accounts in BPM5, as well as the GFS accounts.
2
  Both the IIP and the balance sheet accounts within the CSNA will move to partial market value estimates
in June of 2004, with the remainder of the accounts moving to market value in June 2005.

                                                    2
The following chart shows the dividends, reinvested earnings and the sum of the two for
Foreign Direct Investment into Canada from 1980 to the second quarter of 2003. The
highlighted areas in the early eighties and nineties are the two periods of economic slow
downs experienced in Canada during this period3. In the case of both periods of
economic slowdown the dividend payments to foreign direct investors remained at
virtually the same level. This occurred despite the fact that the total income earned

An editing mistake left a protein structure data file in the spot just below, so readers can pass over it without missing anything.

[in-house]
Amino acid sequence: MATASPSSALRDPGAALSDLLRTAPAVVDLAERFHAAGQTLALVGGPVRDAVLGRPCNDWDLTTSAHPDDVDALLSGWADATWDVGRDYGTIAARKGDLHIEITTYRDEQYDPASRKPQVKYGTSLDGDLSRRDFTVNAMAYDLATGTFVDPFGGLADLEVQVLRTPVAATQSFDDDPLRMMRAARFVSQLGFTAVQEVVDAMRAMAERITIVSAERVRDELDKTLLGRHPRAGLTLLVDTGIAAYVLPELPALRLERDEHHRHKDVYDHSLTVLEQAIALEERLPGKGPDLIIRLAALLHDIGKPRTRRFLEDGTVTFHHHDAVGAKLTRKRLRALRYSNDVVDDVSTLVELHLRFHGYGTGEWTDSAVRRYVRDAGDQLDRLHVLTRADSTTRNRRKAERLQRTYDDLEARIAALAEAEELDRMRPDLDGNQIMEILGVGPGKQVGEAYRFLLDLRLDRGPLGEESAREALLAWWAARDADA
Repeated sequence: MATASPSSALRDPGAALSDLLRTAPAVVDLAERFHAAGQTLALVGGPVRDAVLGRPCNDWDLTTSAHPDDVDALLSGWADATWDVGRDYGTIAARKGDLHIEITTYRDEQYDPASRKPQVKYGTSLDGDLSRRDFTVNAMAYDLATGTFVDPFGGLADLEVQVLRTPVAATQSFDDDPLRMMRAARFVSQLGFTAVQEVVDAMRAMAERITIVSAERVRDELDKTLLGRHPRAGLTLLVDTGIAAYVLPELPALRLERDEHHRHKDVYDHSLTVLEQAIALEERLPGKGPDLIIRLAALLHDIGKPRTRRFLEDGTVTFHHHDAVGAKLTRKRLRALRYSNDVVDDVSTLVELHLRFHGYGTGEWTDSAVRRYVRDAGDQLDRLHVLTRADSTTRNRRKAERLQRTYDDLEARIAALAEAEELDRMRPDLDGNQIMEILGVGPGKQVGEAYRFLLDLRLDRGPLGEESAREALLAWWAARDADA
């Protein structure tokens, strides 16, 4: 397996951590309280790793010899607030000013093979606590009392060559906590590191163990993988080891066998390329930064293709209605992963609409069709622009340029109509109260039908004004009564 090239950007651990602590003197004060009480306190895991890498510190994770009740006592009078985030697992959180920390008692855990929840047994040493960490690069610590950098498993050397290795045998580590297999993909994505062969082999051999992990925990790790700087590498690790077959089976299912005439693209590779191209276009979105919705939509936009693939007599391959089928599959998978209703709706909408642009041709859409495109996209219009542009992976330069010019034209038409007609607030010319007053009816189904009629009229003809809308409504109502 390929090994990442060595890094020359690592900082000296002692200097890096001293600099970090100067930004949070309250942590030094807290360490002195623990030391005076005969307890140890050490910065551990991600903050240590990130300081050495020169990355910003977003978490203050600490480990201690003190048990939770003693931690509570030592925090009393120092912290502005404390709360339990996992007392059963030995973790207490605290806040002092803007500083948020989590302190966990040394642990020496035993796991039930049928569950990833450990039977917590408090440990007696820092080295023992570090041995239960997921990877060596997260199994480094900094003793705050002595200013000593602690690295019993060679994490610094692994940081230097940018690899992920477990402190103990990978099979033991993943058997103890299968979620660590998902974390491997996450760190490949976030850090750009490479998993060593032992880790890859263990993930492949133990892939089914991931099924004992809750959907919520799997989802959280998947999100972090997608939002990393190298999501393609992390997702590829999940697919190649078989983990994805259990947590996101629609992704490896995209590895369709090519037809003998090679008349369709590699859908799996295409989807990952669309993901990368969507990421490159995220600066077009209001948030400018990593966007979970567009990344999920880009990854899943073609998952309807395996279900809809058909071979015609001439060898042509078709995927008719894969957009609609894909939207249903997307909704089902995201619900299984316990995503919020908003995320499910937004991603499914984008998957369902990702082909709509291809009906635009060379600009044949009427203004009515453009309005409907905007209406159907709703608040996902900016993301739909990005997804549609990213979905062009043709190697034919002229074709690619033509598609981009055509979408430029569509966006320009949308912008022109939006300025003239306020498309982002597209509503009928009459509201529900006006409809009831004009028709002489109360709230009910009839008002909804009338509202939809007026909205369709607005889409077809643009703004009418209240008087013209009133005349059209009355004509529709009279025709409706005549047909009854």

(dividends plus RIE) on those investments fell through each of these periods. It is the
retained earnings which take the brunt of the cyclical impact.

When the imputed flow for reinvested earnings is included in the estimate of investment
income, the result is that the income flow to the foreign investor falls through the
recession, particularly in the 1990 to 1992 period. However, the actual flow of income,
the dividends paid, remains virtually unchanged.



     8000
     7000
     6000
     5000
     4000
     3000
     2000
     1000
        0
    -1000
    -2000
    -3000
      III 81




       III 86




       III 91




       III 96




       III 01
             02
      IV 982

         I1 3



      IV 987

         I1 8



      IV 992

         I1 3



      IV 997

         I2 8
        II 80




        II 85




        II 90




        II 95




        II 00
              8




              8




              9




              9
          19




          19




          19




          19




          20
            9




            9




            9